Rx Misuse Facts

We know that kids who learn about the dangers of drugs and alcohol early and often are much less likely to develop addiction than those who do not receive these critical messages at home. Unfortunately, research shows that parents are not communicating the risks of prescription medicine abuse to their children as often as they talk about other drugs. This is partly because some parents are unaware of the behavior (which wasn’t as prevalent when they were teenagers), and partly because those who are aware of teen medicine abuse tend to underestimate the risks, just as teens do. (Partnership for a Drug-Free Kids)
People who abuse pills may crush them to snort or inject which not only increases the euphoria but also increases the risk for serious medical complications, such as respiratory arrest, coma, and addiction. (NIDA)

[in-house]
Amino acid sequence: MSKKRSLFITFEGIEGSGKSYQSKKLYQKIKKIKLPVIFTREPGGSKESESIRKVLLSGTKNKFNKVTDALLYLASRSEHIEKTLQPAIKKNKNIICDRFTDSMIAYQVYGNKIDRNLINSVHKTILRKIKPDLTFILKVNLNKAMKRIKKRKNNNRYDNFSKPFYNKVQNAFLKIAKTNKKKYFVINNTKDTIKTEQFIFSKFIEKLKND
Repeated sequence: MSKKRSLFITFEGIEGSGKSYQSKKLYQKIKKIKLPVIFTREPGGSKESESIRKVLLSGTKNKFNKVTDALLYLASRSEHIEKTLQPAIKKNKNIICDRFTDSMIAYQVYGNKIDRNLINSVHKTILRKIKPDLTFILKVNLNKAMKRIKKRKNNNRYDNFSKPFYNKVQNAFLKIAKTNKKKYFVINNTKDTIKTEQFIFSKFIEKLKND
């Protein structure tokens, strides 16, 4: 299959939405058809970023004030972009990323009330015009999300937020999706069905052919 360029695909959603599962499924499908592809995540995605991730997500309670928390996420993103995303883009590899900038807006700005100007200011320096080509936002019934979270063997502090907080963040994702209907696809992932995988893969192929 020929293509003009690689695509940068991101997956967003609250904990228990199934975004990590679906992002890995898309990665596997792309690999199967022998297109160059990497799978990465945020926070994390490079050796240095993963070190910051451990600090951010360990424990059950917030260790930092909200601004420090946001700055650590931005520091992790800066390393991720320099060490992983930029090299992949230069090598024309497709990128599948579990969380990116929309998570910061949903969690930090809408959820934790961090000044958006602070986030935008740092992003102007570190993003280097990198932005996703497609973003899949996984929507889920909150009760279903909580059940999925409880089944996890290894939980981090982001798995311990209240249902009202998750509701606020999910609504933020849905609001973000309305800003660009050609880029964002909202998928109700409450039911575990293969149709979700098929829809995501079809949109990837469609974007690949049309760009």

While some teens abuse medicine to party and get high, many are using medicine to manage stress or regulate their lives. Some are abusing prescription stimulants to provide additional energy and increase their ability to focus when they’re studying or taking tests. Many teens are abusing pain relievers, tranquilizers and over-the-counter cough medicine to cope with academic, social or emotional stress. (Partnership for Drug-Free Kids)
Mixing alcohol and medications puts you at risk for dangerous reactions. Protect yourself by avoiding alcohol if you are taking a medication. To learn more about a medicine and whether it will interact with alcohol, talk to your pharmacist or other health care provider. (NIAAA)
Among children under age 6, pharmaceuticals account for over 40% of all exposures reported to Poison Control Centers. (CDC)

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